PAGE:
Written by Drew Celestino*
Featured image by Jeff Yeager (Source: http://www.metallica.com)*
Prior to last night’s show at The Opera House in Toronto, I had seen Metallica 13 times. The last time was here in Buffalo in 2009, at the then-named HSBC Arena. Since the conclusion of the Death Magnetic tour, Metallica has not toured North America extensively at all, insteading performing only sporadically at limited summer festival dates. Meanwhile, in Europe, Metallica became something of a summertime mainstay, headlining festival after festival, year after year there. To say that North American Metallica fans have been somewhat starving to see them would be something of an understatement.
In the wake of the release of Metallica’s new record, Hardwired… To Self-Destruct, they have made some media appearances, and even played a couple of small venue shows in London and Chile. But again, North America looked to be left wanting. Or so we thought. Mere weeks ago, they announced that a Toronto date was on deck, and it would be held in a venue with a 950 person capacity. The close proximity of the venue made me wonder if it was possible that I could get tickets to this show, somehow. The Metallica Club had a contest for early access to tickets at a discounted price, but they were extremely limited. I entered anyway, and either by merit of being a near 20 year member of the Club or just by pure luck, I won. I had seen Metallica in a small setting once before in 1998 on the Garage Inc. promotional tour, also in Toronto, but at the now-demolished Guvernment Warehouse. The Opera House is a third of that size. I would see Metallica for a 14th time, and in the smallest building yet.
Photo by Brett Murray (Source: http://www.metallica.com)*
The only person I could think to go with me to this event was my TLCD-cohort, the only person I know who has seen Metallica more than me, my fellow-Metallica fanboy partner-in-crime, and my friend, Jason Oberg. We drove up together, and only upon driving by the venue on our arrival did it dawn on us that we had been to The Opera House before, back in January of 1999 to see Fear Factory on the Obsolete tour. This time was obviously quite different. Standing in line outside, walking past an array of world-weary and well-worn road cases bearing Metallica’s logo, seeing longtime stage/crew manager Zach Harmon organizing his troops for the night, the contrast in scale was surreal. Metallica, one of the biggest bands in the world, was here. Electricity was in the air.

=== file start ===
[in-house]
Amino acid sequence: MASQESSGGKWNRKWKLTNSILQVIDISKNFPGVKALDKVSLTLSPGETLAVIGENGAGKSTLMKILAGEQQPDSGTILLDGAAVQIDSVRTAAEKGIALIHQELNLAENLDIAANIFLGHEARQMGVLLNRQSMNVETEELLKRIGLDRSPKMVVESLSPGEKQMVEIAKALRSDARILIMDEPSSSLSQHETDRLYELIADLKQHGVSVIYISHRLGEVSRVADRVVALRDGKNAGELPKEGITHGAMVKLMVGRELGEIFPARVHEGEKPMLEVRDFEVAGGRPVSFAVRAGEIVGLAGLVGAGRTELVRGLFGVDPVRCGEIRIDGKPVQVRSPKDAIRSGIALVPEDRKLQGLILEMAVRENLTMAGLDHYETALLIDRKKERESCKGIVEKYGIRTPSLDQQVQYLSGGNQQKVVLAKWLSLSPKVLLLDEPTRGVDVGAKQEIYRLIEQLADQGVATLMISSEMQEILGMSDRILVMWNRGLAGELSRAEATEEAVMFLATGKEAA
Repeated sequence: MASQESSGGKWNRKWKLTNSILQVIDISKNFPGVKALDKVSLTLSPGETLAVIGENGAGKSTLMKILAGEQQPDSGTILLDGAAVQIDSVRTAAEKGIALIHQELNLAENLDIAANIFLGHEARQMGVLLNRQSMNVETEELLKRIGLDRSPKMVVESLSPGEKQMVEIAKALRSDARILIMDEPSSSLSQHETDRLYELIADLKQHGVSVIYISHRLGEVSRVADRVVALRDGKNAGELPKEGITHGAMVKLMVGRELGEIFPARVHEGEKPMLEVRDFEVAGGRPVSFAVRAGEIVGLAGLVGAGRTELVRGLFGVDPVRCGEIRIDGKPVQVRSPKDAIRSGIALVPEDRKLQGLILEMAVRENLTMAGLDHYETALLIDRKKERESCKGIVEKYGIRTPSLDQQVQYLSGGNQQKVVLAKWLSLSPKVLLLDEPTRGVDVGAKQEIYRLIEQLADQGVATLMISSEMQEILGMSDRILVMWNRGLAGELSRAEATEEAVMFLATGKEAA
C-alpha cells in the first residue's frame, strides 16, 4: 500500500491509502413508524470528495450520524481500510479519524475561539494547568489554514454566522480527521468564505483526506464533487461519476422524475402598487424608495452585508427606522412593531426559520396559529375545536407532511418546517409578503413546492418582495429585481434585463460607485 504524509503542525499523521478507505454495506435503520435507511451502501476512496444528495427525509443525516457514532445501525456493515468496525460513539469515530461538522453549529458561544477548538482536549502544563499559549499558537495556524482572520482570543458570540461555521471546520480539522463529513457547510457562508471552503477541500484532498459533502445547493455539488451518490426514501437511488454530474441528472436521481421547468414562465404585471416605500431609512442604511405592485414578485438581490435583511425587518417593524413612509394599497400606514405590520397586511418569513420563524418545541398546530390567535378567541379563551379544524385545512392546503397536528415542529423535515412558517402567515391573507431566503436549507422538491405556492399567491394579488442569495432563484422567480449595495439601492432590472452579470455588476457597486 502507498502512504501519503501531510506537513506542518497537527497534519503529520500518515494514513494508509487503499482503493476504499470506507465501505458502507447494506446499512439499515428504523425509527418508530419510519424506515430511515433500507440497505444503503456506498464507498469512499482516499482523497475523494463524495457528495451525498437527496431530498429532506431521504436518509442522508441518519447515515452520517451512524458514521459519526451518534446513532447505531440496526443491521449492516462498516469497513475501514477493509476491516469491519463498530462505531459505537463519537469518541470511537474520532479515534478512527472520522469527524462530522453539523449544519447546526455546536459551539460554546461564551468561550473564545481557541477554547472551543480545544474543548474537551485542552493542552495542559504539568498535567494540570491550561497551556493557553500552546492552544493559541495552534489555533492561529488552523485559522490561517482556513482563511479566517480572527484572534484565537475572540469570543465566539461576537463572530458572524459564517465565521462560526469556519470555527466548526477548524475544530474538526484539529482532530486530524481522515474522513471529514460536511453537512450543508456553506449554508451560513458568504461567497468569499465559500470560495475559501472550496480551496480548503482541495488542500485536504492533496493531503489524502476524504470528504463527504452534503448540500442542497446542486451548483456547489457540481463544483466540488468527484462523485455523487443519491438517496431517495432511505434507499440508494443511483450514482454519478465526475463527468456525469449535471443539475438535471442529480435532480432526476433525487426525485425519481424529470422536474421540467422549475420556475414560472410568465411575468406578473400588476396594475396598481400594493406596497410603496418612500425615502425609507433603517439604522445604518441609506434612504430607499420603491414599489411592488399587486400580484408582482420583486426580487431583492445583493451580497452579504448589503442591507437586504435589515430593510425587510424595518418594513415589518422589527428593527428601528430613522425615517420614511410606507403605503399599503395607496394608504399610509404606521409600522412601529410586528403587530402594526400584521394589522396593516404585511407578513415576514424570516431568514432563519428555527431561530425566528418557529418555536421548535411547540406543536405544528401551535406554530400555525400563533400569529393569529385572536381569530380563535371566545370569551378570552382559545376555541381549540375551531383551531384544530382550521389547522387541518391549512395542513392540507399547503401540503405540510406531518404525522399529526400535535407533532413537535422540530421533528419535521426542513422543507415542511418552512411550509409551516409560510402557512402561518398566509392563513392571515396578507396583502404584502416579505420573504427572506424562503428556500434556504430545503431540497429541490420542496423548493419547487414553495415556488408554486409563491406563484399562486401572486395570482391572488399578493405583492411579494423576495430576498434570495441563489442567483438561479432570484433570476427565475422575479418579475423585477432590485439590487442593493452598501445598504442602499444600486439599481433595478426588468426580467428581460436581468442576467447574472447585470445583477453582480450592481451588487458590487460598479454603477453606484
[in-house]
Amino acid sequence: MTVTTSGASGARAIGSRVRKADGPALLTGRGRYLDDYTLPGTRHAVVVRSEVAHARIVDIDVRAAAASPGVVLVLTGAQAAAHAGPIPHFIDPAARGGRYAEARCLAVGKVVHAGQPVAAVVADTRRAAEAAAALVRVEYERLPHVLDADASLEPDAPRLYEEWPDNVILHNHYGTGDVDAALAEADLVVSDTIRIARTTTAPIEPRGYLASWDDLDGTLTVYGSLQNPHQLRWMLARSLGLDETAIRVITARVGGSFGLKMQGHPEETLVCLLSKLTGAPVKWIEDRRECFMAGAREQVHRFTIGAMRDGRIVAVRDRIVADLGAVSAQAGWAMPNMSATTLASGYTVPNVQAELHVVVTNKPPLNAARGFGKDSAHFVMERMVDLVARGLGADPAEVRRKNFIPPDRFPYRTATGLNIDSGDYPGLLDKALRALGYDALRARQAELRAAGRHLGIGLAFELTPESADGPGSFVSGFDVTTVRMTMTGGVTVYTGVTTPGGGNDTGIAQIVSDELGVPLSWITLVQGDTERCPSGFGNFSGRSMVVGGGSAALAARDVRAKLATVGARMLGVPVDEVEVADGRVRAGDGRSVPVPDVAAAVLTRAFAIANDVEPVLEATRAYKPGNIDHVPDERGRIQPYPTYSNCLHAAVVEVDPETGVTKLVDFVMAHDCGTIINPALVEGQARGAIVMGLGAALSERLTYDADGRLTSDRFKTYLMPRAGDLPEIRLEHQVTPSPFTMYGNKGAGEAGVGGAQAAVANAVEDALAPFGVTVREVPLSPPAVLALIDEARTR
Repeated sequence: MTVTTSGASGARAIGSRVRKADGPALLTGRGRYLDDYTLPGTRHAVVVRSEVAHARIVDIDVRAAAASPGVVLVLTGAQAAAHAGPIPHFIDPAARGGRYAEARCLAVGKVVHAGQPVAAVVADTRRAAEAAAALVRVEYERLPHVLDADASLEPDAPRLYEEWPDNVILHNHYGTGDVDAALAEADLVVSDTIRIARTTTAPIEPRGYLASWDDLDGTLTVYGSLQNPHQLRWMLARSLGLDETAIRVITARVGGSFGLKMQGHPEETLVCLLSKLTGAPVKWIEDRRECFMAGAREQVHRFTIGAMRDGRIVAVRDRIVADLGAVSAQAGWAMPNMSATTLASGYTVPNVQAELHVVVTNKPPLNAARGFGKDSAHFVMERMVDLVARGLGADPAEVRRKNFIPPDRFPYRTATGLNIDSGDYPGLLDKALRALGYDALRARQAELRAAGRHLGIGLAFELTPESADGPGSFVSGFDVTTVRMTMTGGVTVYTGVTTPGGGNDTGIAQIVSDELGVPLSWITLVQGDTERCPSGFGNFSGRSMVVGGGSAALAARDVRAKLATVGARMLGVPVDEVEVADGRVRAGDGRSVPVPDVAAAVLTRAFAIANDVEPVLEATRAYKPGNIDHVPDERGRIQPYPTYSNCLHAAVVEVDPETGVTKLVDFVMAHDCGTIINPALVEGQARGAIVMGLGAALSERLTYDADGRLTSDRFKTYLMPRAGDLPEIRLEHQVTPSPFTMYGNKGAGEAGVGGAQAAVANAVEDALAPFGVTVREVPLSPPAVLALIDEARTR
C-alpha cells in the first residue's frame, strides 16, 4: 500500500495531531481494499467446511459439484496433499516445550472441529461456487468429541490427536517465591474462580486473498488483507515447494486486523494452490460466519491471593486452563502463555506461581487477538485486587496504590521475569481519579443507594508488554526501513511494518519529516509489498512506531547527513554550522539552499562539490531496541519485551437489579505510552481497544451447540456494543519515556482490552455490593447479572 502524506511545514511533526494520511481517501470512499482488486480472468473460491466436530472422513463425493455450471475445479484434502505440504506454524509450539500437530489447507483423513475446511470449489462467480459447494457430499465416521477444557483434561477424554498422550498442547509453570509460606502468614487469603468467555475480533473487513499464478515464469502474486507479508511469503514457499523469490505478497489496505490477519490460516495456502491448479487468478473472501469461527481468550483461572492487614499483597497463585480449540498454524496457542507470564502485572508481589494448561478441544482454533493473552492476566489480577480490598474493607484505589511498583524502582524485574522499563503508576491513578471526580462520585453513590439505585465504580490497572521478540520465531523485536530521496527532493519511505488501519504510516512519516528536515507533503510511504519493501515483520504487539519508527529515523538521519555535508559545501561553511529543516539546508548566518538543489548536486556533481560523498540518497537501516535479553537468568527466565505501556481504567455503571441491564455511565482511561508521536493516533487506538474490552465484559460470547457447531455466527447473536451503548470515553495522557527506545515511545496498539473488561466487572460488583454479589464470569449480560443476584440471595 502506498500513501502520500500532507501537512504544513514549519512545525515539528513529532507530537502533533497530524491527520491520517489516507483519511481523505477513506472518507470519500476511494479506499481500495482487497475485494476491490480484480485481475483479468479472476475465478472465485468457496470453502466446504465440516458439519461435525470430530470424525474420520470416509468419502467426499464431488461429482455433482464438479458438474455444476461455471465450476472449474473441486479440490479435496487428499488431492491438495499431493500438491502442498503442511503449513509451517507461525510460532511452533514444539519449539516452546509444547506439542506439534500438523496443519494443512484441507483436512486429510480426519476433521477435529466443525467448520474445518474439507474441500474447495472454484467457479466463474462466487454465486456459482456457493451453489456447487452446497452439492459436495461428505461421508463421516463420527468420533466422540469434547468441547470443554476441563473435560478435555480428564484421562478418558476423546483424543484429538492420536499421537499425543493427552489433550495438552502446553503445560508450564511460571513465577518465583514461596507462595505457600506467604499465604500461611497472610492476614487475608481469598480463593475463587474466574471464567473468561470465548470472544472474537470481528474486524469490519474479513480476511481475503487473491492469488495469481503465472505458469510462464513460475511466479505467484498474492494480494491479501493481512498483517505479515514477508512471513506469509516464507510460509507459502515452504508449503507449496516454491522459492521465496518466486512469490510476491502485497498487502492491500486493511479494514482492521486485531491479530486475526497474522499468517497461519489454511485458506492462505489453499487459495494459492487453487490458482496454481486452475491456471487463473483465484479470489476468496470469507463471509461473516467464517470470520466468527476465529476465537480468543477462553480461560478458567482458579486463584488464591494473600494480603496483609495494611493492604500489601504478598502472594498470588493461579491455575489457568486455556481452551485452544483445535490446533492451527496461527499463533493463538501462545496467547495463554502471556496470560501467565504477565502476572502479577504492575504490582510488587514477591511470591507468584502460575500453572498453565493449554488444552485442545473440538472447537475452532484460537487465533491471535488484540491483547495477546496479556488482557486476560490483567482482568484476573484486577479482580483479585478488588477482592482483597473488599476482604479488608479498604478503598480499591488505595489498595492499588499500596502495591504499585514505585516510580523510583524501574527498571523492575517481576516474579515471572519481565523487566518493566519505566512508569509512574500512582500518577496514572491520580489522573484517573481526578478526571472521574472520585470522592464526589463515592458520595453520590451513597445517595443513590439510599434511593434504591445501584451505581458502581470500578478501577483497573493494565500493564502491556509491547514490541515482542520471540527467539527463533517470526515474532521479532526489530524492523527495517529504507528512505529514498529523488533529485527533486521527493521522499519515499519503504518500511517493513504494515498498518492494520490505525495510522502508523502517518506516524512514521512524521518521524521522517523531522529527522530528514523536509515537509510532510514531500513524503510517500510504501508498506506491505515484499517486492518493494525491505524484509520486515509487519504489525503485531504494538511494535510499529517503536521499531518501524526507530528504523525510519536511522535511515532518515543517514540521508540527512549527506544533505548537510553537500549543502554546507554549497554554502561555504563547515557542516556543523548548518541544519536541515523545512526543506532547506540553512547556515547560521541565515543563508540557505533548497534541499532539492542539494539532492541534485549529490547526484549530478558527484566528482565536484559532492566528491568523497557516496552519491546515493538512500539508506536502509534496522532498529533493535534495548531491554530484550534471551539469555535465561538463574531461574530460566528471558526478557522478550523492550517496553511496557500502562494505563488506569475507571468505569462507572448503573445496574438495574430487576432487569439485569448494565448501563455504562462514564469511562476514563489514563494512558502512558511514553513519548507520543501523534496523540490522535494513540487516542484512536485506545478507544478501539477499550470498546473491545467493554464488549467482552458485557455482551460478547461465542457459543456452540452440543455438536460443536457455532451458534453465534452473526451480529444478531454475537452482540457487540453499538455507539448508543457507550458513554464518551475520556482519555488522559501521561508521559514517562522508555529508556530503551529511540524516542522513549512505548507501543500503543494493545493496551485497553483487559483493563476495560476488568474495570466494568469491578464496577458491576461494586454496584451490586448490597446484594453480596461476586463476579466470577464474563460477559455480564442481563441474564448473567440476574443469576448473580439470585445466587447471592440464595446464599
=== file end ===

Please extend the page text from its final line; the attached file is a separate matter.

Upon entering, it dawned on us that this place was much smaller than we remembered. While we waited for what seemed like forever for everyone to get inside, it seemed like this place could barely contain the excitement in the air, much less the sonic onslaught of the band that was about to perform. And then, finally, the lights went down, and Metallica took the stage. No “Ecstasy of Gold” intro tape, no fanfare. They launched right into the classic Budgie song “Breadfan” and the night was underway. And what a night it was!